This variation on a classic Martini is, as the name suggests, pretty classy. It is very similar to the Imperial cocktail, but with the addition of anise and orange flavourings.
There’s another version of the Tuxedo that uses sherry instead of vermouth and dates from approximately the same era. Sherry and vermouth are both fortified wines, but vermouth carries the flavour of various herbs and spices which are infused into the distillation. Sherry, on the other hand, comes originally from Spain and only contains grapes and added alcohol.
Madeira is another fortified wine and is basically Portugal’s answer to sherry. The additional alcohol (the “fortified” part) is added after fermentation which gives the same dry result as sherry. If alcohol is added during the fermentation, you end up with a sweet wine like the Porto you use in a Porto Flip.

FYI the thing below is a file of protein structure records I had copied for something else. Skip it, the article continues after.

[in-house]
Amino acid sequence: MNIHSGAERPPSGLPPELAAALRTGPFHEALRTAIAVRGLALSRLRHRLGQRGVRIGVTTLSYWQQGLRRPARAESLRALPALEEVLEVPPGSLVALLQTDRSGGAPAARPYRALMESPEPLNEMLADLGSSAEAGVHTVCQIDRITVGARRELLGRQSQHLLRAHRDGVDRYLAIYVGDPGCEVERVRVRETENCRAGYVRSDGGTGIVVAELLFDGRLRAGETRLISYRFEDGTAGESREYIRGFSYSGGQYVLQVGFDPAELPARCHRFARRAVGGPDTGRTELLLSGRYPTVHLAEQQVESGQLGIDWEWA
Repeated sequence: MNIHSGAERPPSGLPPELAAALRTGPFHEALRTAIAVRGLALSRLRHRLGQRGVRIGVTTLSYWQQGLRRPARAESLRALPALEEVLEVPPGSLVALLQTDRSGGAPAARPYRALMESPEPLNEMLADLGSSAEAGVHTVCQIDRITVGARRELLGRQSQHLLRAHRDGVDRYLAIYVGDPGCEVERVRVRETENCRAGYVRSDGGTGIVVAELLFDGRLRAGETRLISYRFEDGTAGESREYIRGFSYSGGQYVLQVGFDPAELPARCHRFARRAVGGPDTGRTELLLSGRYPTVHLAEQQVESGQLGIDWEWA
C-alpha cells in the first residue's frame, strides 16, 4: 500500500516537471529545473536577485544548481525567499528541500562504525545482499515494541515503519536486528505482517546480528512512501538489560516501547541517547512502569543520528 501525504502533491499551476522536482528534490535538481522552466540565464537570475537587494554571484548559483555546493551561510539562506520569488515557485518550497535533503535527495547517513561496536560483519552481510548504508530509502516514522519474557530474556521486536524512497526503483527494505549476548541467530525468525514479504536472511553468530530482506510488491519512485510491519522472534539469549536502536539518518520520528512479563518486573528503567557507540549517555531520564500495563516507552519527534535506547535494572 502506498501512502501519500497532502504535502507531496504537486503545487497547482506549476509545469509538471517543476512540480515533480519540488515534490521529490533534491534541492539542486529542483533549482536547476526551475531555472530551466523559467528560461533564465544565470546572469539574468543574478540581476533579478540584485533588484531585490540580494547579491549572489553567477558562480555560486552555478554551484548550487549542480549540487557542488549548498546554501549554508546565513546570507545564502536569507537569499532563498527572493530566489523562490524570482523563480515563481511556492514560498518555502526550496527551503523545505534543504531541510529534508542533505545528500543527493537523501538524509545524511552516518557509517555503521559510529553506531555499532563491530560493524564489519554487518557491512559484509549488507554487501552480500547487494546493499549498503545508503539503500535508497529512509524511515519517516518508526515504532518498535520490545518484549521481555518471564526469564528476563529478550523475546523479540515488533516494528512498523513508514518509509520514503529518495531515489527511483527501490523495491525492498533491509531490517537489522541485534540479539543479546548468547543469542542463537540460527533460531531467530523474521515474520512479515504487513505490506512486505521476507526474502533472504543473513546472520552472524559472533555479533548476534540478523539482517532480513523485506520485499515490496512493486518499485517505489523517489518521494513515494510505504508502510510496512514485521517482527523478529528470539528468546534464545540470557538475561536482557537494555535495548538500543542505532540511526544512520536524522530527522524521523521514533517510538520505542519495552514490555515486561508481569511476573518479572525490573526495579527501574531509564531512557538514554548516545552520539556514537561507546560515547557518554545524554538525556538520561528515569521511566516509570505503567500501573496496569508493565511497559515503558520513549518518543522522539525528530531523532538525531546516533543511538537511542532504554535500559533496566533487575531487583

The bottom line on all of this is that a classic Tuxedo calls for dry vermouth, and you shouldn’t substitute if you want the full flavour of the aromatic botanicals. If you want to make a sherry Tuxedo, you can substitute with Madeira and it will taste roughly the same.
Here’s the recipe for making a Tuxedo cocktail:
- 45ml Gin
- 45ml Dry Vermouth
- Splash of Maraschino liqueur
- Splash of Absinthe
- 2 dashes of Orange Bitters
- Maraschino cherry and a twist of lemon zest to garnish
- Fill a mixing glass with ice.
- Add all ingredients and stir gently
- Strain into a cocktail glass
- Garnish with a cherry and a twist of lemon zest
- Cocktail glass